Nucleotide-binding oligomerization domain-containing protein 2 (Nod2) is an innate immune receptor. To investigate the role of Nod2 in susceptibility to the autoimmune disease, type 1 diabetes mellitus (T1DM), we generated Nod2(-/-) non-obese diabetic (NOD) mice. The Nod2(-/-)NOD mice had different composition of the gut microbiota compared to Nod2(+/+)NOD mice and were significantly protected from diabetes, but only when housed separately from Nod2(+/+)NOD mice. This suggested that T1DM susceptibility in Nod2(-/-)NOD mice is dependent on the alteration of gut microbiota, which modulated the frequency and function of IgA-secreting B-cells and IL-10 promoting T-regulatory cells...
June 4, 2017: Journal of Autoimmunity
https://www.readbyqxmd.com/read/28585563/global-metabolic-interaction-network-of-the-human-gut-microbiota-for-context-specific-community-scale-analysis
#10
Jaeyun Sung, Seunghyeon Kim, Josephine Jill T Cabatbat, Sungho Jang, Yong-Su Jin, Gyoo Yeol Jung, Nicholas Chia, Pan-Jun Kim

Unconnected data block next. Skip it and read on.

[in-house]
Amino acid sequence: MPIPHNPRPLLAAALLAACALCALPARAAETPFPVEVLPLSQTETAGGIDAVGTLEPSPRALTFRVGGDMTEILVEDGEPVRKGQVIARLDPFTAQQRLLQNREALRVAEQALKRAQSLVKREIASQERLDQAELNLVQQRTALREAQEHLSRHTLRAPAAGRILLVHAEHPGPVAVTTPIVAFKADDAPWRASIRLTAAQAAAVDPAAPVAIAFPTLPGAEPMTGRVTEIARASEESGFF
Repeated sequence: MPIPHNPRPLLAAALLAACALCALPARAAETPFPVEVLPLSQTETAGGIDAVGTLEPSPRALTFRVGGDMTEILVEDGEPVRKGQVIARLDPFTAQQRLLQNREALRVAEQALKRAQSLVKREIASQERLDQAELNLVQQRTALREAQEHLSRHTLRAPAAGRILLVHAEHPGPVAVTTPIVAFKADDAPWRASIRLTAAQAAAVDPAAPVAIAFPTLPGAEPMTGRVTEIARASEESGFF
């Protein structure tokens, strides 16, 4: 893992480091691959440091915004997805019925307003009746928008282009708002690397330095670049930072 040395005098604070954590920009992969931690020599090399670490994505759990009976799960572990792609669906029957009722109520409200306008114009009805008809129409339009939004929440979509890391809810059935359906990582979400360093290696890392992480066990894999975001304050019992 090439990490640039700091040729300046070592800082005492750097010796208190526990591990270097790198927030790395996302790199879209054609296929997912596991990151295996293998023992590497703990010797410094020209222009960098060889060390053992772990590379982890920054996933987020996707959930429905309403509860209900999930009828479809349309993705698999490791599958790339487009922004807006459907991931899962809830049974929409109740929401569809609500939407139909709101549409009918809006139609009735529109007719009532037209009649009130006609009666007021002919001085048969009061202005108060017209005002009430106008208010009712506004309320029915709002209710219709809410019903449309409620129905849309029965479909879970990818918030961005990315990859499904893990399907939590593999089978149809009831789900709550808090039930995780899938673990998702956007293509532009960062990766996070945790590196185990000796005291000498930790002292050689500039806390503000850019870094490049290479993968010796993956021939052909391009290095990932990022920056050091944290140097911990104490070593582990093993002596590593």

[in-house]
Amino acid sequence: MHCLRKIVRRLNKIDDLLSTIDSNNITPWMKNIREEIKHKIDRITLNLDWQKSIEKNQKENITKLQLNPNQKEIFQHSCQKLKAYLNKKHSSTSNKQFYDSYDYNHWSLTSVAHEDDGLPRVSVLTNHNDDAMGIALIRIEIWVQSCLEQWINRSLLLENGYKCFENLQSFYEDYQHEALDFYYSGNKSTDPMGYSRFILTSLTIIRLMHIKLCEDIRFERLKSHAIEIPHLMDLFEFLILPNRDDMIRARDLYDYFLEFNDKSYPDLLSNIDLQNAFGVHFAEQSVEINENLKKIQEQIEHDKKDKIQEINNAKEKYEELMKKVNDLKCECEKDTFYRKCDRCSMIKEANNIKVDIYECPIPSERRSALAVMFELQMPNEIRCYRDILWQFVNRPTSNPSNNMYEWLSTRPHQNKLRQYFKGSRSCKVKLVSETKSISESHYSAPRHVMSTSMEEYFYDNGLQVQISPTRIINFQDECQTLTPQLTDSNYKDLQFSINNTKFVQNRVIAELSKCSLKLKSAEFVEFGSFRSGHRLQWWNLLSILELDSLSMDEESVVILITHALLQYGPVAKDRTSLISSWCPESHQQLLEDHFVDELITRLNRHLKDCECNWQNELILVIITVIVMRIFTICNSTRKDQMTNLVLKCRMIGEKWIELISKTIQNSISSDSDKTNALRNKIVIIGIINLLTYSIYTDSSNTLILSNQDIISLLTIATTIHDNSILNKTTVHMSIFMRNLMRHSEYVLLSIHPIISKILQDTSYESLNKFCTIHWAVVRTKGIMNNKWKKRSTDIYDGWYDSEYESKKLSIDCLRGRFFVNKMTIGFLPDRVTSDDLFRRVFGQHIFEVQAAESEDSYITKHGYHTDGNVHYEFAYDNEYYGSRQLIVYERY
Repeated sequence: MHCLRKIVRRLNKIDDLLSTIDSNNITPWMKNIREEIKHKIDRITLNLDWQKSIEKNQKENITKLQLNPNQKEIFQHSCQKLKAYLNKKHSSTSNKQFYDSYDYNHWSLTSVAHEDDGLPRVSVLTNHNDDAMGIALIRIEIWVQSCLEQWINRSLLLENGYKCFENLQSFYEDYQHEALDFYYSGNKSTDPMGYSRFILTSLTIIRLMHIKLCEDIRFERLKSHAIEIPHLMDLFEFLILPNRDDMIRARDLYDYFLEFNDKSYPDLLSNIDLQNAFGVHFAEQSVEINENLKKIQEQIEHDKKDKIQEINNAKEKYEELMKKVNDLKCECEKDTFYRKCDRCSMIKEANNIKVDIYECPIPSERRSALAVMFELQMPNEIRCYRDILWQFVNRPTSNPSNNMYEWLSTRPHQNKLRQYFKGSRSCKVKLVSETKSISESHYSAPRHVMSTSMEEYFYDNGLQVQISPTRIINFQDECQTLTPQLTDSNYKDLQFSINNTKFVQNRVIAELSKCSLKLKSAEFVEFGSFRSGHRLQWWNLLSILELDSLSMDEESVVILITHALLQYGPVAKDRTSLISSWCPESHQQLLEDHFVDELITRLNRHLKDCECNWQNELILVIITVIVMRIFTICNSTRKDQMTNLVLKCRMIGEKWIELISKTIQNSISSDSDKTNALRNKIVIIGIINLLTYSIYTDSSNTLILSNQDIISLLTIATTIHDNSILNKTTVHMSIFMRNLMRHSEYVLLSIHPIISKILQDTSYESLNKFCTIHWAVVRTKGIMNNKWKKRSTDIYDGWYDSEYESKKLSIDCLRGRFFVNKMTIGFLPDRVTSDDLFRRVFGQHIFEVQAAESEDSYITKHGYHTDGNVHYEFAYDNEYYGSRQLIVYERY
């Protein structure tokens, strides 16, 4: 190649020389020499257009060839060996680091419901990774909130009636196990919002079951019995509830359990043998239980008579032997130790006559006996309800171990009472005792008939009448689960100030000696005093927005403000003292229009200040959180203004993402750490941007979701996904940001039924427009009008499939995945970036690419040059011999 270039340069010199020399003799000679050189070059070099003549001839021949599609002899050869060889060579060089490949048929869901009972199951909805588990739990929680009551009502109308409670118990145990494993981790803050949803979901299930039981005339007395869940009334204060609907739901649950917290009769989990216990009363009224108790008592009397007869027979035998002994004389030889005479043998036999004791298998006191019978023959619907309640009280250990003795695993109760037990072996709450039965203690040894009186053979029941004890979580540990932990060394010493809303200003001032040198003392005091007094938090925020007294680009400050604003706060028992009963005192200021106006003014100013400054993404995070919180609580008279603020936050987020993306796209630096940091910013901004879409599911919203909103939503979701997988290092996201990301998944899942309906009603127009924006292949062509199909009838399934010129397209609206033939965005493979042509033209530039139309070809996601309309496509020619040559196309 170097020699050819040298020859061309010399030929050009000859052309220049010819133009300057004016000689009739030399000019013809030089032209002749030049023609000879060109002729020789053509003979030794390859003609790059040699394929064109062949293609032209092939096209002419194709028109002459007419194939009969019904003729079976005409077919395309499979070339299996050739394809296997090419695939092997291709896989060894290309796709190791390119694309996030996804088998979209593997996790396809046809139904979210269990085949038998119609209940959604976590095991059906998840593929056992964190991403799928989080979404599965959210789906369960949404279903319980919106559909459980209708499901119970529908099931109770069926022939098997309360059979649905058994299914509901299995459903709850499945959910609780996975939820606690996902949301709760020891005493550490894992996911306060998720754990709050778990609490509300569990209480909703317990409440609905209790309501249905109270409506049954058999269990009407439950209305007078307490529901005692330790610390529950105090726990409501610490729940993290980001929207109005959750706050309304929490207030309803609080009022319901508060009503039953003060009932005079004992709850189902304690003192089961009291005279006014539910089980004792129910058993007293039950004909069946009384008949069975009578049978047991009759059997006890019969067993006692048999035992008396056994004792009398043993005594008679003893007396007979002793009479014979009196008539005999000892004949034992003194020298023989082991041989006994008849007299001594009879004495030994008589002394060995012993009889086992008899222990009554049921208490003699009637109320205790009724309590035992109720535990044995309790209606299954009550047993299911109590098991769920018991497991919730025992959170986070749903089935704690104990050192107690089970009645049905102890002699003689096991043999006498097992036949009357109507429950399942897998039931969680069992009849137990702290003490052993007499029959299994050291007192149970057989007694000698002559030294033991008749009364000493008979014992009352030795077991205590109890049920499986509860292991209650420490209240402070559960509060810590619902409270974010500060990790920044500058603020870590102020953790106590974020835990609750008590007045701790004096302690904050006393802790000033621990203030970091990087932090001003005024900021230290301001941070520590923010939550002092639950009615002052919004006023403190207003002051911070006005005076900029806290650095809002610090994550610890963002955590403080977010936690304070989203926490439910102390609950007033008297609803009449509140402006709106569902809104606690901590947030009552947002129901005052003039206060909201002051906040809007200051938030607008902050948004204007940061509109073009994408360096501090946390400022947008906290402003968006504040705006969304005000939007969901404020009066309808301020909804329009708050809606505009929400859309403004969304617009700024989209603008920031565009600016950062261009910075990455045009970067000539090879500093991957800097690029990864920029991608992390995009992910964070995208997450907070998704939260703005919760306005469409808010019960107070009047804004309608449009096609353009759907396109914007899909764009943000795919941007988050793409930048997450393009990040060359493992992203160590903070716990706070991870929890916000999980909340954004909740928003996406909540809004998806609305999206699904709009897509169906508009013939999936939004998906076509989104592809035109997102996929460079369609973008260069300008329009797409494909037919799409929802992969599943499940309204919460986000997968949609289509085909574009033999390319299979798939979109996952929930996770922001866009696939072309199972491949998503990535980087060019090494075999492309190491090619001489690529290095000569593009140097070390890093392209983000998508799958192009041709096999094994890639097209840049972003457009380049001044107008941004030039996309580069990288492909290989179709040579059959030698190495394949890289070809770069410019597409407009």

A system-level framework of complex microbe-microbe and host-microbe chemical cross-talk would help elucidate the role of our gut microbiota in health and disease. Here we report a literature-curated interspecies network of the human gut microbiota, called NJS16. This is an extensive data resource composed of ∼570 microbial species and 3 human cell types metabolically interacting through >4,400 small-molecule transport and macromolecule degradation events. Based on the contents of our network, we develop a mathematical approach to elucidate representative microbial and metabolic features of the gut microbial community in a given population, such as a disease cohort...
June 6, 2017: Nature Communications
https://www.readbyqxmd.com/read/28574058/gut-microbiota-trust-your-gut-metformin-and-diabetes
#11
Conor A Bradley
No abstract text is available yet for this article.
June 2, 2017: Nature Reviews. Endocrinology